Monday, August 1, 2011

Pocket Change, an EOD Adventure

Getting old and reminiscing about our youth is a common theme in popular culture, whether it's a song or a movie. I have no desire to go back and relieve those days, but they are worth remembering. I was fortunate to have some experiences that were powerful enough that I was able to lock in the time and place clearly in my mind. To remember how it felt to be in that younger body, and to clearly remember the smells and sounds and feelings. Some of the most vivid memories I have, are from the four years stretch of active duty that I served in the US Army. Friendships seemed to develop faster and events seemed to be more important.
I've never served in combat, and it is simultaneously the source of my greatest relief and greatest regret. I was a Cold War soldier. The Soviet Union was the enemy and it seemed very likely that during my tour from 1984-88, we would meet them on the battlefield, likely in Europe. During that time, there were still many Vietnam Era vets on active duty, and many young soldiers like me, were in awe of their stories. People did not support the troops and soldiers were looked down on.
I had a bumpy ride getting to my permanent duty station and even when I found my home, it was not smooth sailing. But those are stories for a different day. This story is about a time when I had brass balls the size of church bells and felt that if I wasn't exactly immortal, I was certainly invincible.
I was 19, and stationed at the 60th EOD, Ft Dix New Jersey. EOD stands for Explosive Ordnance Disposal. Our job was to render safe unexploded ordnance, and we were damned good at it. On that sweltering summer day, I still had marks to show where the two prongs of the badge, affectionately known as a "Crab", were shoved into my chest by my loving and supportive unit members. Thank god that an EOD detachment consisted of no more than fourteen people.
On the day in question, we were out at the grenade range. Ft. Dix was a training post, and many basic trainees went through there over the years. One of the required parts of training was throwing a live grenade. Thousands of trainees went through every year, and with all of those thousands of grenades, some were bound to fail to function as designed. Every post is different, and at Ft Dix, we dealt with a wide variety of ordnance and even had our share of IED's(Improvised Explosive Devices). But what we had the most of, was grenades. The lot were dealing with that summer had a larger than normal percentage of springs that were broken. For those of you that don’t know, the "spoon" on a grenade holds back a striker with a spring. When the pin is removed and the spoon is released, the spring slams the striker into a fuse that in turn burns for a few seconds before detonating and setting off the explosive. The batch we were dealing with had a lot of broken springs, so the striker never flipped over and the fuse wasn't initiated. The render safe procedure for a grenade was the blow it in place. We did this with a block of C-4. We always put two blasting caps in it to make sure it went off, redundancy in all things.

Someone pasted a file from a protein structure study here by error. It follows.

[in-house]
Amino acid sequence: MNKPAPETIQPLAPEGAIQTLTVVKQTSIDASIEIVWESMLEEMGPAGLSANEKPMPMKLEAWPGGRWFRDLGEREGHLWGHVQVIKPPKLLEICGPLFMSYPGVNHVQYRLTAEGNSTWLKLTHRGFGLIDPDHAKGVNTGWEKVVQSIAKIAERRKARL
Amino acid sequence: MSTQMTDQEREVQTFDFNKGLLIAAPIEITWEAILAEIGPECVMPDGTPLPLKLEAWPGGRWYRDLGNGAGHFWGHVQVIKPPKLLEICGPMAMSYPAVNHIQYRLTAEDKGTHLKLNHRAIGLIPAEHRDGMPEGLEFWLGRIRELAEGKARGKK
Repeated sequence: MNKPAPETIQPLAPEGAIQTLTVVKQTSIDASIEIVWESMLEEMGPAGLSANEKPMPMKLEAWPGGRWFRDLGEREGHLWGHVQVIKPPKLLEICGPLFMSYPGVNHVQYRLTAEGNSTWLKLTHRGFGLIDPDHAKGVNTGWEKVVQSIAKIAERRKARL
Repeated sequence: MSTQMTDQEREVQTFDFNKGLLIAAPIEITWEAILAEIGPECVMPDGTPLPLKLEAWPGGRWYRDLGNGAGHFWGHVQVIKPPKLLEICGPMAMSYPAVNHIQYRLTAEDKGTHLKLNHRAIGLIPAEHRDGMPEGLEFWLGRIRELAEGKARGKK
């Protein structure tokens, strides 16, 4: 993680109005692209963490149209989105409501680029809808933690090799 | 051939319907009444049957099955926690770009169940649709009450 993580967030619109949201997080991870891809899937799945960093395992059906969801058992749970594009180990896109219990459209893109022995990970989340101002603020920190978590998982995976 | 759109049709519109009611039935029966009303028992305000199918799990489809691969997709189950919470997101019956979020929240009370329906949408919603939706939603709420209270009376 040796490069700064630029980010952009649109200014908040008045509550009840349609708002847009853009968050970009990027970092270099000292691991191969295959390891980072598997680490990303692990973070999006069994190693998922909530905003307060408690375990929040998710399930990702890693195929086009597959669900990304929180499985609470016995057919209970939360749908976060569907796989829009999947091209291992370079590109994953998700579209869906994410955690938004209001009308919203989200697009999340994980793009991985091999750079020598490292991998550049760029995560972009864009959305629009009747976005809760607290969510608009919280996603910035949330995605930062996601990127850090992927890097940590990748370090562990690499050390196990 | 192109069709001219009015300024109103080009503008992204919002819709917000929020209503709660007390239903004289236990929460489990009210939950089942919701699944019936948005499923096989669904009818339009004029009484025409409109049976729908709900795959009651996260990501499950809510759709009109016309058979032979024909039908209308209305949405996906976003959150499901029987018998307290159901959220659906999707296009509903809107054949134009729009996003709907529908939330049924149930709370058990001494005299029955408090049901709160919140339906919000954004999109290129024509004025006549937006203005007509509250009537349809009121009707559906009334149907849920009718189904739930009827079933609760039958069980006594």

A tech's biggest enemy in those days was complacency. I'm sure it is still a danger for the EOD techs today, but they also face a greater threat in Afghanistan and Iraq. The bad guys figured out that these guys were rendering safe all of their nasty roadside bombs, so the started specifically targeting EOD. The school is about 8 months long and it takes years of real world experience to get really good at the job. I barely scratched the surface in my short stint and don’t claim to have achieved the expertise of a ten or twenty year vet. By targeting the techs, they slow down the process, spread the rest of the guys thin and in turn killed more people with their IED's.
We didn’t have to deal with any of that. Hell, back then we didn’t even have bomb suits. They were introduced just as I was getting out and I never wore one on an incident. Our uniform, especially in the summer, was boots, pants and a t-shirt. A hat could fall at an inopportune time and the uniform blouse could get in the way. The only thing we had on us beside the stripped down uniform was our Hero Kit. It was a leather tool belt that held a dive knife, a demo pocket knife, a blasting cap crimper, a Leatherman tool and a roll of electrical tape hanging by a short chain.